I was ‘needle-phobic’. Having been one of those kids that tested positive for just about every allergen under-the-sun meant that I have very vivid memories of lots and lots of allergy shots. To this day, I have to look away when I get a shot, and especially if I need an IV line. Needles still upset me.

My very first specialist tried valiantly to convince me to try acupuncture for pain relief. I would not. Not just because of my ‘needle-phobia’, but also due to there being a lack of acupuncturists in my area. Fast-forward nearly fifteen years and I had no trouble finding a good acupuncturist within an hour of my very rural community, and in the same state as my residence.

I’ve been going for nearly two years now. I started to see her just about the time my mother began her battle with cancer.

Through acupuncture we’ve been able to:

  • reduce the frequency of my allergy and asthma attacks dramatically
  • been able to ween me off medication for my fibro-related pain
  • been able to ween me of medication for my bladder related pain
  • avoided more cortisone shots for my Morton’s Neuroma
  • reduced my carpel tunnel pain dramatically
  • been able to ‘drain’ my sinuses and ears
    ⇒ I have suffered chronic sinus and ear problems since my early childhood
  • been able to help me avoid muscle relaxants and opiate-based pain medication for my degenerative disk disease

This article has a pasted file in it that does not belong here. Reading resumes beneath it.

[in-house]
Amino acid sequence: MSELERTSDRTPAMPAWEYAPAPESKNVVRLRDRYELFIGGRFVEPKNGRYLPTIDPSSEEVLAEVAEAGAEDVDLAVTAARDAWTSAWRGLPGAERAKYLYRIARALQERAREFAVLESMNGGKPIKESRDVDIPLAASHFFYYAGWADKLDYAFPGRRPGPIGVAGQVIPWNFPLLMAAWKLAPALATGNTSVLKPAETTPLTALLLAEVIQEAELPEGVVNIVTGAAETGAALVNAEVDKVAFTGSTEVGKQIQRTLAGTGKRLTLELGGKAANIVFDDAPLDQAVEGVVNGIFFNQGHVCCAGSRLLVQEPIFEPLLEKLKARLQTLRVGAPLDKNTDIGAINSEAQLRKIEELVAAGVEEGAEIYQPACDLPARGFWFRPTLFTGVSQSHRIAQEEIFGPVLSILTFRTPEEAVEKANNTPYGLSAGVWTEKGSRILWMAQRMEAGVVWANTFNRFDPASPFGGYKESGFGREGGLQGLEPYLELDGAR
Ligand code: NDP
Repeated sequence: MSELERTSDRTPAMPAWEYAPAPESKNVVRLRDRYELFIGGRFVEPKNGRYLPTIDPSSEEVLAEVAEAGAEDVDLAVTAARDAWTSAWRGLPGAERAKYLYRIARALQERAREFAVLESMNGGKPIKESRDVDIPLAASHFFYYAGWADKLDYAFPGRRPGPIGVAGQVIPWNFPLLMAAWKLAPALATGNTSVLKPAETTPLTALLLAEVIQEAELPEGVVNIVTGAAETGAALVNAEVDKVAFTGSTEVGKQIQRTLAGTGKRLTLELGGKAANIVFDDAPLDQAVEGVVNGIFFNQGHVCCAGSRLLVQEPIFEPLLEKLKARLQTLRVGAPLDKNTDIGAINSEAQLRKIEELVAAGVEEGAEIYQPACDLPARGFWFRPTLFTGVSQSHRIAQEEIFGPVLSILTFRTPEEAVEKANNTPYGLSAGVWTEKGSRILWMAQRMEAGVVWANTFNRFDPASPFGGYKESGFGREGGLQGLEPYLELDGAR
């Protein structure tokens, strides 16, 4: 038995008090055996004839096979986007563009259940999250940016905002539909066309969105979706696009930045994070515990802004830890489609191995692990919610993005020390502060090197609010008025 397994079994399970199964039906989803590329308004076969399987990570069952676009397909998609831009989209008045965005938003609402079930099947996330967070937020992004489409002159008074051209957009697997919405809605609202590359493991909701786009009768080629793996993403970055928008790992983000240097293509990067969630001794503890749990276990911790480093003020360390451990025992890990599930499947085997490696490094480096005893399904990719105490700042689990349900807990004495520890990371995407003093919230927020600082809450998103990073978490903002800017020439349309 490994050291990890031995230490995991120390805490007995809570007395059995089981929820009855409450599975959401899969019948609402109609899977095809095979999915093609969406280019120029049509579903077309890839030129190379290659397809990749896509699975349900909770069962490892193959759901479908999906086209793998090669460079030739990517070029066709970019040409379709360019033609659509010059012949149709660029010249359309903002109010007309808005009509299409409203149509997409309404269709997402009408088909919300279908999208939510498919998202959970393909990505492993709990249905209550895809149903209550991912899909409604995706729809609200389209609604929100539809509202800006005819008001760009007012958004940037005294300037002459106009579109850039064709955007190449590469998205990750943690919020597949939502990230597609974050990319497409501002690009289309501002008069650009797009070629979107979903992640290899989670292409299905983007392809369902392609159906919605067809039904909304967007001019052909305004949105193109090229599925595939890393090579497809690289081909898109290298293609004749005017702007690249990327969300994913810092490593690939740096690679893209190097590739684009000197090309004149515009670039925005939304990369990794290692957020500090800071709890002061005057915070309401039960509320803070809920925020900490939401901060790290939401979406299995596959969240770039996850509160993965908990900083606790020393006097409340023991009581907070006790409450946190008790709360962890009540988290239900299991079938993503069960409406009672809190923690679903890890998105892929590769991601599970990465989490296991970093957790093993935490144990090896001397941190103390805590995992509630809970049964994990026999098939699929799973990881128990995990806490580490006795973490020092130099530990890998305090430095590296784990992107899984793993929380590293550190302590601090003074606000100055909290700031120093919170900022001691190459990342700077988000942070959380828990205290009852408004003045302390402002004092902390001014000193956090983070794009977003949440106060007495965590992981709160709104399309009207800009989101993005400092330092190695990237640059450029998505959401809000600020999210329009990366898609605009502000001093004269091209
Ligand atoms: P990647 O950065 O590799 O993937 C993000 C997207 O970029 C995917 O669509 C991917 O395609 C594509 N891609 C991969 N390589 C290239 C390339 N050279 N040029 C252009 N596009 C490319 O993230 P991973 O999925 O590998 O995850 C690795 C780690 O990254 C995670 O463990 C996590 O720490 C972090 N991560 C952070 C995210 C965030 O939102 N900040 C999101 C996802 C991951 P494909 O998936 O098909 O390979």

Now ironically, my insurance would have covered the cost of me seeing ‘their’ acupuncturist, a two-plus hour drive into another state for me. When I called them and asked if they would cover the one I had found, forty-five minutes and within my state, they gave me a rather difficult time.

I finally asked the woman I was talking to: “Do you even understand what a two-plus hour, both way drive, will do to someone that is suffering through severe fibromyalgia related pain?”

Her quite ‘*itchy’ answer was: “well, we cannot guarantee coverage if you won’t go see an acupuncturist we approve.”

I hung up. And people wonder why those of us that live with chronic conditions don’t ‘advocate’ for ourselves enough. You get sick of dealing with the clueless, faceless, mindless, entities that sit behind desks and worry more about profits and numbers than they do the people behind those profits and numbers. Add being sick to emotionally ‘getting sick of’ fighting for ourselves…well. We just plain give up sometimes.

The good news is that my medical flex spending account will cover the cost of my weekly visits. It comes out of pocket either way, but I can get it reimbursed. That helps, as sometimes I have to be sure a reimbursement is on the way before I go again.

At one point I was responding well enough that I was able to ween down to every-other week. I hope to be able to do that again in a few months. We seem to finally have made some progress in reducing my neck-pain.

And once again I want to talk about my diet. I have been feeling awful. I really did not want to do another round of elimination. And this time around I had a suspicion about what is wrecking havoc and causing such a drastic inflammatory response. Red meat and cheese.

I had let too much of both creep back into my daily diet. I now only use a bit of butter. And have drastically reduced meat. I rarely ate fish or turkey, so no biggie. Almost no ‘processed’ meats because I learned years ago to avoid them. Only grass-fed local pork, beef, lamb, and chicken. I have eliminated almost all meat from my diet. I’m feeling better.